All because of that day when they were surprised by joy – on that day when they saw and heard and touched the risen Savior.
Folks – I cannot stress this enough. The resurrection is not just some good and wonderful thing that happened to Jesus. The resurrection is not just some good and wonderful thing that God did for Jesus. The promise is for us too! We have seen– and we have heard the good news – and we now know what God can do with dead bodies – and you know what that means. Someday we too shall have a resurrection.
Because of the resurrection, we no longer have to live in fear of death. Jesus had the winning ticket – and won the lottery – the only lottery that really matters. And Jesus shares that winning ticket with those of us he calls his friends.
So don’t be afraid to dance and shout and sing. Because when Christ won – we won!
Tuesday, April 10 2018
We had quite a crowd here last week. Thank you for being here today.
And what a marvelous opportunity to proclaim the resurrection of Jesus! More than any other message – I love to share the good news of Jesus risen from the dead. Because quite frankly – that is the basis for our faith. Christianity is based on this one thing and this one thing only. The Resurrection of Jesus. Everything else we teach and practice stems from that one event.
So that leaves us with a fundamental question that everyone has to answer for themselves. Is Jesus alive, or is he dead? That is THE key question we all need to wrestle with. If Jesus is not raised from the dead, there is no Christianity – there is not church – and our faith is in vain.
Even the first disciples needed to answer this question. Is Jesus dead, or is he alive? There was no question that he had died as a result of crucifixion. There was no question that he had been buried, and they knew exactly where his tomb was.
As we learned last week, Mary Magdalen went to the tomb and found that it was empty. She saw the risen Lord face to face. She runs to tell the disciples. Actually she ends up telling Peter and John that she had seen the Lord. They run to the tomb – and again, it’s the right one. They know where the tomb is. And they find it empty. But the Lord they do not see.
Well, later that night, 10 of the disciples – and there may have been others with them – were all huddled together in a room with the doors locked. These were frightened men and women. Their Lord and Master was dead. And they didn’t know what to do. They didn’t know where to go. When suddenly – Jesus appears to all of them at one time. And when they see the Lord – hear him, touch him – their fears are turned to joy. SO the question – is Jesus dead or alive – was no longer a question they needed to answer. They had their answer. Jesus was very much alive – having been risen from the dead.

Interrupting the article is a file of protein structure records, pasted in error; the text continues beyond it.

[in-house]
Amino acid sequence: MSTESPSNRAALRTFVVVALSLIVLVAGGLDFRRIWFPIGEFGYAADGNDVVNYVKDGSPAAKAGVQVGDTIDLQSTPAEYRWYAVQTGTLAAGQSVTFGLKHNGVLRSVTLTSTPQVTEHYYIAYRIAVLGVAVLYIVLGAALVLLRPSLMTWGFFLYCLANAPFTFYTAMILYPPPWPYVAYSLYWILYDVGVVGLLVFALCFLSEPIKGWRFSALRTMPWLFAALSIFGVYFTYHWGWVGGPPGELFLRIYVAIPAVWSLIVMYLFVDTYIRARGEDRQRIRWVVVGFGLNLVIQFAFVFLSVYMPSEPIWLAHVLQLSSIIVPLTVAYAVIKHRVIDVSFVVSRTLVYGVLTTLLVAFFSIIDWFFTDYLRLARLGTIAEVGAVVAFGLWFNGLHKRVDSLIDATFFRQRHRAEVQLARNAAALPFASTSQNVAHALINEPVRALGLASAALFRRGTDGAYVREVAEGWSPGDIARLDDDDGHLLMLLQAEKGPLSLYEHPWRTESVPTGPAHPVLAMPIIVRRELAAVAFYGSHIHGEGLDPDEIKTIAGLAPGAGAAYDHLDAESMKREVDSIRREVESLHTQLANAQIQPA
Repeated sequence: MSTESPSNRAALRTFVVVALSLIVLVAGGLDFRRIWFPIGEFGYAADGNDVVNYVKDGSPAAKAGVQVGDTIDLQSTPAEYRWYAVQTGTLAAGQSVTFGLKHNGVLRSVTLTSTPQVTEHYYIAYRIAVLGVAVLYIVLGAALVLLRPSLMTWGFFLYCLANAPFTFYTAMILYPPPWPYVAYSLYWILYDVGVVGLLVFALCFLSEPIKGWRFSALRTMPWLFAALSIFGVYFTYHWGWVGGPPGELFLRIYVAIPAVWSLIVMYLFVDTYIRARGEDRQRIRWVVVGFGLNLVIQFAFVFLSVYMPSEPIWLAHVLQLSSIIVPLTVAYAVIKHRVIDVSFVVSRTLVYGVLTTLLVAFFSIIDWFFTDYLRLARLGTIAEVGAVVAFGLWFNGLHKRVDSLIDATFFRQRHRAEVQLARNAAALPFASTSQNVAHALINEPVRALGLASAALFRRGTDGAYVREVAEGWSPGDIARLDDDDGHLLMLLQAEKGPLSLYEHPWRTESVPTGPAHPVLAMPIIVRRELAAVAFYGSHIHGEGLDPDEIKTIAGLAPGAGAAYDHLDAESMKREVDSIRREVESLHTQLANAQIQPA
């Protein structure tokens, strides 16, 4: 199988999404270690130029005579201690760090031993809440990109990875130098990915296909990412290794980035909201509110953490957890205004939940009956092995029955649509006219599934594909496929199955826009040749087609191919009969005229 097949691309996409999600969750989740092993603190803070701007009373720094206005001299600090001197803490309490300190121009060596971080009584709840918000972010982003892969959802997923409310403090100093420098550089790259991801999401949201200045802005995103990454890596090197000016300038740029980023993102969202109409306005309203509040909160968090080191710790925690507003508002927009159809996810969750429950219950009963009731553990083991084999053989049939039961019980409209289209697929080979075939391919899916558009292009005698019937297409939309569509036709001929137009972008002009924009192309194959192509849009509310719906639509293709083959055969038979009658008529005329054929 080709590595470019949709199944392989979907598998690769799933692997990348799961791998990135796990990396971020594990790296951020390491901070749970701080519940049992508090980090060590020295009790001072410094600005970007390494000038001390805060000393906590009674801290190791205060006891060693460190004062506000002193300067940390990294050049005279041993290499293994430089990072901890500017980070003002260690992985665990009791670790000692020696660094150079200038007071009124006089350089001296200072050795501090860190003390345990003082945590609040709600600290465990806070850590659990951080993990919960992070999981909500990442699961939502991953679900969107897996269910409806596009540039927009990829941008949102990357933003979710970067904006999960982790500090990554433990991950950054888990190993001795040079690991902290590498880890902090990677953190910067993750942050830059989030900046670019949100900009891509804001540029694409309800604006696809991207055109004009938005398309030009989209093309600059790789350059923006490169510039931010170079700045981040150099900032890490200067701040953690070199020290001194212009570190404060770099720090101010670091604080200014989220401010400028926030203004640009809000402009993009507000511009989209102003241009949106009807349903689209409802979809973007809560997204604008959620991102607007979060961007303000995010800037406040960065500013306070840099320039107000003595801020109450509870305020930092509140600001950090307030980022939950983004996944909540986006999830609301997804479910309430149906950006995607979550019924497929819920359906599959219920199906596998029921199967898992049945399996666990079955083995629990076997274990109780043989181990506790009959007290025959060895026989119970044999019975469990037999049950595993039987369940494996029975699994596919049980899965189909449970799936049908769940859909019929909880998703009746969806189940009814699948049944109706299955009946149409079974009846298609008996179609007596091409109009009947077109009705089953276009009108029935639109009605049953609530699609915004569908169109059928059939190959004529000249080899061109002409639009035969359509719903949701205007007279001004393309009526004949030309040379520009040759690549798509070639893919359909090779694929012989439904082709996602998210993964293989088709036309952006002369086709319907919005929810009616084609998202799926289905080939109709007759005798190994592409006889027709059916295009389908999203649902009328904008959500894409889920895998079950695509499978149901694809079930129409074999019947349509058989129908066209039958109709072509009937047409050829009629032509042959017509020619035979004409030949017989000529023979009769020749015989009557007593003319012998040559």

But one guy was missing. Most of you know who I’m talking about. Thomas. When the disciples told Thomas that the risen Jesus had appeared to them – Thomas would not believe them.
Now, I think most of you know how I feel about this. Because Thomas doubted what the others told him, he has become known around the world as Doubting Thomas. Most of you know that I think this is a bum rap. After all, we all know Peter denied Jesus three times, and yet no one calls him Denying Peter.
And Thomas wasn’t the only one with doubts. Do you think when Mary ran and told Peter and John that the tomb was empty and that she had seen the Lord, that they believed her? No. They ran to the tomb to see for themselves. Quite frankly – I would have run too. Although not quite as fast as I used to. I would have wanted to see for myself. So I would have run to that tomb too! So Peter and John have doubts about what Mary tells them – and they run to the tomb to check it out for themselves.
And if you remember from another post-resurrection story – from Luke’s gospel – there’s the story of Jesus who joins two of his followers on the road to Emmaus. What did these two disciples tell Jesus – and remember – they don’t yet recognize him – they tell Jesus that some women from their group found the tomb empty – but it seemed to them as if what the women told them were an idle tale.
You see – Thomas is not the only one who has doubts. And yet, he’s the one who gets the unfortunate label of Doubting Thomas.